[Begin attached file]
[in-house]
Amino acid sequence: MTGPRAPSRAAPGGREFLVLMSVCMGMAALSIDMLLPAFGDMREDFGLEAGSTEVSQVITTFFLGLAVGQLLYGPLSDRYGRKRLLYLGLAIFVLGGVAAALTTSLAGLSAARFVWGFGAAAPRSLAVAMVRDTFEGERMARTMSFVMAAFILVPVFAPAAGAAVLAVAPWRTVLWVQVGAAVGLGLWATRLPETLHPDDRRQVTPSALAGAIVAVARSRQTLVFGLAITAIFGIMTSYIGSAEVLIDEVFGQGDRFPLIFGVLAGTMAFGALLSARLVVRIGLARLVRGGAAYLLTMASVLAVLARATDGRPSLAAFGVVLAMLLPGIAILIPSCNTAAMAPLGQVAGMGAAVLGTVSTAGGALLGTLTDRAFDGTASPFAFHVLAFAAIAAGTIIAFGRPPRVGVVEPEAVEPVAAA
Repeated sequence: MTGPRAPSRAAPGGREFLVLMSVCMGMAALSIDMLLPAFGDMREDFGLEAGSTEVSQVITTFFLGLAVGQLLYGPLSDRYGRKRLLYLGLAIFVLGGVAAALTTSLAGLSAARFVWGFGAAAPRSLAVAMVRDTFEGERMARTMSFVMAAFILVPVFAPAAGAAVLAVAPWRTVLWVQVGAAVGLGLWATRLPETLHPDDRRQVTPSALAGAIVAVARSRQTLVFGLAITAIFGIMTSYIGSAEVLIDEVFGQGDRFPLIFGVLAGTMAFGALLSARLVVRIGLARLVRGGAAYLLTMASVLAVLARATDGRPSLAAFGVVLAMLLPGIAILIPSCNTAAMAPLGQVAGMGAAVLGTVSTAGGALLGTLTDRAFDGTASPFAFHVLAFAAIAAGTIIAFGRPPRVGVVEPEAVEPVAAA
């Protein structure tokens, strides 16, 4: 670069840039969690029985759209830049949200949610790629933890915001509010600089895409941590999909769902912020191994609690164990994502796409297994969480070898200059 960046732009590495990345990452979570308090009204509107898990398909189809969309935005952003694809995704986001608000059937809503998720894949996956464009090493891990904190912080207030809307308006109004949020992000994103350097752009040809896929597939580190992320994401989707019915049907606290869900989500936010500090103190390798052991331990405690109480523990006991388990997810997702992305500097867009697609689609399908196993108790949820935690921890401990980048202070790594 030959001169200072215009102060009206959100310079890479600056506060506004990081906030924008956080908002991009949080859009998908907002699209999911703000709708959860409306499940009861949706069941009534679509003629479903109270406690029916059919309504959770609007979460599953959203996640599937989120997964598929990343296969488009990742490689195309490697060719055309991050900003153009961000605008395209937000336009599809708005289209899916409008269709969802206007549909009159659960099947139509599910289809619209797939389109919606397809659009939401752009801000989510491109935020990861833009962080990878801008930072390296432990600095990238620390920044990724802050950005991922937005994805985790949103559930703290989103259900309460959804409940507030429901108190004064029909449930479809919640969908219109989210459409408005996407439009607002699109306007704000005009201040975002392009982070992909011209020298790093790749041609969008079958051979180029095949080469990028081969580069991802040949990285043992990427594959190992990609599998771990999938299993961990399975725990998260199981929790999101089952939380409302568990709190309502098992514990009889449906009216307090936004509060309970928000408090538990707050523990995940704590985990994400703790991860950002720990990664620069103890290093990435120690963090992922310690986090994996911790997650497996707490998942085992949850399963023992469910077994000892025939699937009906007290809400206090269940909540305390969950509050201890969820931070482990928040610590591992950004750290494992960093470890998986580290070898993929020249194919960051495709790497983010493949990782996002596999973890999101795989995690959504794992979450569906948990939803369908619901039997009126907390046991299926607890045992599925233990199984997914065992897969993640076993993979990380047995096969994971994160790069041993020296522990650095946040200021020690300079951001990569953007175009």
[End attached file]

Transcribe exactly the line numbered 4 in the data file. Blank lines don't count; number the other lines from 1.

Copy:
């Protein structure tokens, strides 16, 4: 670069840039969690029985759209830049949200949610790629933890915001509010600089895409941590999909769902912020191994609690164990994502796409297994969480070898200059 960046732009590495990345990452979570308090009204509107898990398909189809969309935005952003694809995704986001608000059937809503998720894949996956464009090493891990904190912080207030809307308006109004949020992000994103350097752009040809896929597939580190992320994401989707019915049907606290869900989500936010500090103190390798052991331990405690109480523990006991388990997810997702992305500097867009697609689609399908196993108790949820935690921890401990980048202070790594 030959001169200072215009102060009206959100310079890479600056506060506004990081906030924008956080908002991009949080859009998908907002699209999911703000709708959860409306499940009861949706069941009534679509003629479903109270406690029916059919309504959770609007979460599953959203996640599937989120997964598929990343296969488009990742490689195309490697060719055309991050900003153009961000605008395209937000336009599809708005289209899916409008269709969802206007549909009159659960099947139509599910289809619209797939389109919606397809659009939401752009801000989510491109935020990861833009962080990878801008930072390296432990600095990238620390920044990724802050950005991922937005994805985790949103559930703290989103259900309460959804409940507030429901108190004064029909449930479809919640969908219109989210459409408005996407439009607002699109306007704000005009201040975002392009982070992909011209020298790093790749041609969008079958051979180029095949080469990028081969580069991802040949990285043992990427594959190992990609599998771990999938299993961990399975725990998260199981929790999101089952939380409302568990709190309502098992514990009889449906009216307090936004509060309970928000408090538990707050523990995940704590985990994400703790991860950002720990990664620069103890290093990435120690963090992922310690986090994996911790997650497996707490998942085992949850399963023992469910077994000892025939699937009906007290809400206090269940909540305390969950509050201890969820931070482990928040610590591992950004750290494992960093470890998986580290070898993929020249194919960051495709790497983010493949990782996002596999973890999101795989995690959504794992979450569906948990939803369908619901039997009126907390046991299926607890045992599925233990199984997914065992897969993640076993993979990380047995096969994971994160790069041993020296522990650095946040200021020690300079951001990569953007175009």